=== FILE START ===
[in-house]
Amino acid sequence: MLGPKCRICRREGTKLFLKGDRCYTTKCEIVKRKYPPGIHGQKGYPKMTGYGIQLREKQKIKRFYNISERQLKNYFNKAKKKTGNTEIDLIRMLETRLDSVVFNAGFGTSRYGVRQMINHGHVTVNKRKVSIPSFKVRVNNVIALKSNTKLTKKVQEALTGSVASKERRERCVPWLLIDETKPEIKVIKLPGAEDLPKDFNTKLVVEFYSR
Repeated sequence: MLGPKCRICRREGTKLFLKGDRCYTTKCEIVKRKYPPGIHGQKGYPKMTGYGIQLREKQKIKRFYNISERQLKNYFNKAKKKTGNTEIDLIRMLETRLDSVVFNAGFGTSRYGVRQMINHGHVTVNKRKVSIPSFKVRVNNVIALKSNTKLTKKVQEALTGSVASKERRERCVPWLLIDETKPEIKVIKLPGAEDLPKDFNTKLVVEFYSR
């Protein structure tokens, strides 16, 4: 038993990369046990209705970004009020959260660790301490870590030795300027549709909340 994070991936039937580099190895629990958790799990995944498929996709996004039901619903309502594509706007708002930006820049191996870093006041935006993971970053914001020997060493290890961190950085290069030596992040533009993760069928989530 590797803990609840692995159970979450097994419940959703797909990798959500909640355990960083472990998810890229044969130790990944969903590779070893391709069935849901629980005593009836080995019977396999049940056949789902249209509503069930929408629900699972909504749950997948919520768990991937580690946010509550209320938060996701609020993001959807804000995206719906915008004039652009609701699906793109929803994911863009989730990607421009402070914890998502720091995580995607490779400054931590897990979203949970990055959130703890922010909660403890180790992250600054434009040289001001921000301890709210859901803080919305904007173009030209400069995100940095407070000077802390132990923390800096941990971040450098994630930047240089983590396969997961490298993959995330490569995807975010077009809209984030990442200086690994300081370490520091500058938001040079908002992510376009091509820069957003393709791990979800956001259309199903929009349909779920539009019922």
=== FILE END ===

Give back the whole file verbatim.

[in-house]
Amino acid sequence: MLGPKCRICRREGTKLFLKGDRCYTTKCEIVKRKYPPGIHGQKGYPKMTGYGIQLREKQKIKRFYNISERQLKNYFNKAKKKTGNTEIDLIRMLETRLDSVVFNAGFGTSRYGVRQMINHGHVTVNKRKVSIPSFKVRVNNVIALKSNTKLTKKVQEALTGSVASKERRERCVPWLLIDETKPEIKVIKLPGAEDLPKDFNTKLVVEFYSR
Repeated sequence: MLGPKCRICRREGTKLFLKGDRCYTTKCEIVKRKYPPGIHGQKGYPKMTGYGIQLREKQKIKRFYNISERQLKNYFNKAKKKTGNTEIDLIRMLETRLDSVVFNAGFGTSRYGVRQMINHGHVTVNKRKVSIPSFKVRVNNVIALKSNTKLTKKVQEALTGSVASKERRERCVPWLLIDETKPEIKVIKLPGAEDLPKDFNTKLVVEFYSR
């Protein structure tokens, strides 16, 4: 038993990369046990209705970004009020959260660790301490870590030795300027549709909340 994070991936039937580099190895629990958790799990995944498929996709996004039901619903309502594509706007708002930006820049191996870093006041935006993971970053914001020997060493290890961190950085290069030596992040533009993760069928989530 590797803990609840692995159970979450097994419940959703797909990798959500909640355990960083472990998810890229044969130790990944969903590779070893391709069935849901629980005593009836080995019977396999049940056949789902249209509503069930929408629900699972909504749950997948919520768990991937580690946010509550209320938060996701609020993001959807804000995206719906915008004039652009609701699906793109929803994911863009989730990607421009402070914890998502720091995580995607490779400054931590897990979203949970990055959130703890922010909660403890180790992250600054434009040289001001921000301890709210859901803080919305904007173009030209400069995100940095407070000077802390132990923390800096941990971040450098994630930047240089983590396969997961490298993959995330490569995807975010077009809209984030990442200086690994300081370490520091500058938001040079908002992510376009091509820069957003393709791990979800956001259309199903929009349909779920539009019922």